Exploring Incidence-Prevalence Patterns in Spatial Epidemiology via Neighborhood Rough Sets

Exploring Incidence-Prevalence Patterns in Spatial Epidemiology via Neighborhood Rough Sets

Sharmila Banu K. (VIT University, Vellore, India) and B.K. Tripathy (School of Computing Science and Engineering, VIT University, Vellore, India)
DOI: 10.4018/IJHISI.2017010103
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Epidemiological studies are largely purposed to provide outcomes that may be used for interventions and development programs. In recent years, geo-referencing of epidemiological data has become one of the vital features. Often, epidemiological data collected for regions under study will show areas that are affected with certain diseases in the form of incidence or prevalence information. As well, such information may be spatially mapped and used for further analysis on pattern comparisons. A key objective of such analytic works would be to come up with effective interventions, including planning for remedial measures. In this paper, the authors propose the use of Neighborhood Rough Set Theory (NRST) to be applied innovatively within a mapped area featured with incident-prevalent cases of a disease and computing the similarity patterns among various affected areas in a region. The similarity statistics and/or indices thus computed may aid in planning remedial measures in a geographic region whose sub-regions are marked with various incidence-prevalence information.
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1. Introduction

Policymakers, scientists, educators and other stakeholders such as administrators have always considered public health to be a key discipline for guiding future directions and planning of population disease prevention and control measures, predicting epidemiologic trends and variability in the demands on healthcare manpower and care services delivery. Boulos (2004), for example, emphasizes the need to study, analyse and uncover patterns in an epidemic to come up with policies which will include potential interventions and developmental efforts.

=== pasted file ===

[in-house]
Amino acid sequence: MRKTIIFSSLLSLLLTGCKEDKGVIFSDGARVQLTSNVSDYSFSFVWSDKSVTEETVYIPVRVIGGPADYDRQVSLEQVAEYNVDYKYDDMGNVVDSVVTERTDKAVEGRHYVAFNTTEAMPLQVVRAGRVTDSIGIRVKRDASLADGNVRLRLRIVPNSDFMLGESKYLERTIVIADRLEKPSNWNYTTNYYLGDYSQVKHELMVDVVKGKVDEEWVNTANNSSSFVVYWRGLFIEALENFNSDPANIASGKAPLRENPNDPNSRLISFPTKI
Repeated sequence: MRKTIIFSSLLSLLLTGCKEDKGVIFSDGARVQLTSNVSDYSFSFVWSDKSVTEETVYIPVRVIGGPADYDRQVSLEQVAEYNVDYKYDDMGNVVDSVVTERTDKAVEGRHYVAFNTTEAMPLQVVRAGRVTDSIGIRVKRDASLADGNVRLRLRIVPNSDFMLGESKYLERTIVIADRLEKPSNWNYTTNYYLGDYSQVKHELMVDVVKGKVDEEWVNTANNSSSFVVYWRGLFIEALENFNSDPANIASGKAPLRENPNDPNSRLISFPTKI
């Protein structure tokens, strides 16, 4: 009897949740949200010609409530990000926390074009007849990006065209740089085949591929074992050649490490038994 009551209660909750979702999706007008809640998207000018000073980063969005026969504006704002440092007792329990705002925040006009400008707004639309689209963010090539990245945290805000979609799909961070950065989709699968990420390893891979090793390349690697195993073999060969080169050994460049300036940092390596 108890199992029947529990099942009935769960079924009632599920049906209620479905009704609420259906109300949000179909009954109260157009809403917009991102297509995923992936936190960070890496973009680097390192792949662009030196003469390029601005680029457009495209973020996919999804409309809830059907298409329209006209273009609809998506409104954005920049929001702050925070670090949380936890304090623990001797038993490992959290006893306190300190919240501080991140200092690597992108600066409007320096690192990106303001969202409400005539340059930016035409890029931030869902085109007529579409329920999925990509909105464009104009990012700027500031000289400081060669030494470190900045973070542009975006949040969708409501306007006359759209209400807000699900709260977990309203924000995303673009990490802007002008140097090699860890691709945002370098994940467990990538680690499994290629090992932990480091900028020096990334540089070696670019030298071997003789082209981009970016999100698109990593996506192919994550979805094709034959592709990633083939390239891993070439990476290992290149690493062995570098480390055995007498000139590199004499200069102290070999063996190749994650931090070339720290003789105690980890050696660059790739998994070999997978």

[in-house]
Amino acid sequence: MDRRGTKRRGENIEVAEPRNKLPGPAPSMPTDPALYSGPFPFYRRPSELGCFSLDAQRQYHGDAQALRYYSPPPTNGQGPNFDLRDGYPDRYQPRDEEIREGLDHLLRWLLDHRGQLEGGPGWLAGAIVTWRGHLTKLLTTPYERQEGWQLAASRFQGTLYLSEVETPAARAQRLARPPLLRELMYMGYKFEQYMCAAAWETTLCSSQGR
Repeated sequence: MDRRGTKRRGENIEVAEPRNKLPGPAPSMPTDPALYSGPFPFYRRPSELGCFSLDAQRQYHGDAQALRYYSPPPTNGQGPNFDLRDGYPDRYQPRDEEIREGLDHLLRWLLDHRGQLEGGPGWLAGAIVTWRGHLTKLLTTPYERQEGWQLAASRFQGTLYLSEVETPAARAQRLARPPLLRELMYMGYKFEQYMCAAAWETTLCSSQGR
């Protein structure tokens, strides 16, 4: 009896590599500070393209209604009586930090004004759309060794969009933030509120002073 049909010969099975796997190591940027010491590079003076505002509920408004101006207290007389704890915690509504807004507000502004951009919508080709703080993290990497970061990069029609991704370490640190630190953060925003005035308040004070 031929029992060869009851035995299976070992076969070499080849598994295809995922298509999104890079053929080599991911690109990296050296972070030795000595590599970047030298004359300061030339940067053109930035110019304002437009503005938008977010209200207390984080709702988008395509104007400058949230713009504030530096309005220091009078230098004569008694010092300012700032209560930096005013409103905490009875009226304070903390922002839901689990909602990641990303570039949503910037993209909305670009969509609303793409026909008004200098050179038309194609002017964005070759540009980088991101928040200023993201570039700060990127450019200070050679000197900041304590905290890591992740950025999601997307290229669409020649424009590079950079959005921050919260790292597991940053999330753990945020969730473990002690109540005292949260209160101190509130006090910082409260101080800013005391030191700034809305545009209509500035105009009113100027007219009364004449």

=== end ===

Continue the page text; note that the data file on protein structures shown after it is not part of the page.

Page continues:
Epidemiologic studies may be designed either as descriptive for the purpose of developing hypothesis or analytic (including case-based, cohort and ecological studies) for the purpose of hypothesis testing. Case-based (case-control), cohort and ecological studies are all observational studies; essentially, a case-based design aims at investigating the relationship between causes of certain diseases and outcomes; a cohort design aims at deducing the associated risks of certain diseases with exposures; and finally, ecological studies include the understanding of environmental role in the occurrence of certain diseases at the group level. The environment parameter is tricky because more than one perspective may be applied to its interpretation. One is that people belonging in the same environment are exposed to the same set of parameters which is called the spatial autocorrelation as noted by Miller (2004). With increasing distances, it is argued that this correlation withers down with respect to a specific environment.

Ferguson et al. (2016) highlight information on health networks and document the shortcomings of improper distribution of health facilities given that most such networks are not always optimized. The authors recall Kost et al. (2015) who studied a geographic region in Thailand and discovered that some parts of the region have no access to a cardiac healthcare facility. Geo-referencing of medical infrastructure helps in identifying the effective locations of healthcare services. In fact, similarity of health status across geographical locations may be maintained as part of health networks. If this information is readily available, then strategic locations for health centres can be identified quickly and improved access to care facilities can be provided at an optimal distance for populations from different parts of a region.

Importantly, healthcare needs should and could be identified for similar regions and need-based access to critical services and facilities can be strategized. Studying disease spread across locations should also include specific consideration to spatial autocorrelation of regions. Epidemiologists define prevalent cases to be those who are affected with a specific disease during the period of study. The onset of the disease is not considered. Incident cases are those segments of population developing the disease outcome during the period of study. Numerous disease incidence-prevalence research on the spatial spread of diseases has been published. Examples to date include studies on Parkinson’s disease (e.g., Willis et al., 2010), human lyme disease (e.g., Kugeler et al., 2015), neural tube birth defect (e.g., Bai et al., 2010), and human cell lymphoma virus type 1 (HTLV-1) (e.g., European Centre for Disease Prevention and Control’s Technical Report, 2015). All of these works help to identify the affected population across a specific area or country and across the world. The geo-referencing of related epidemiologic data provides valuable insights into the geographies affected with the same disease instances and calls for seeking spatial associations.

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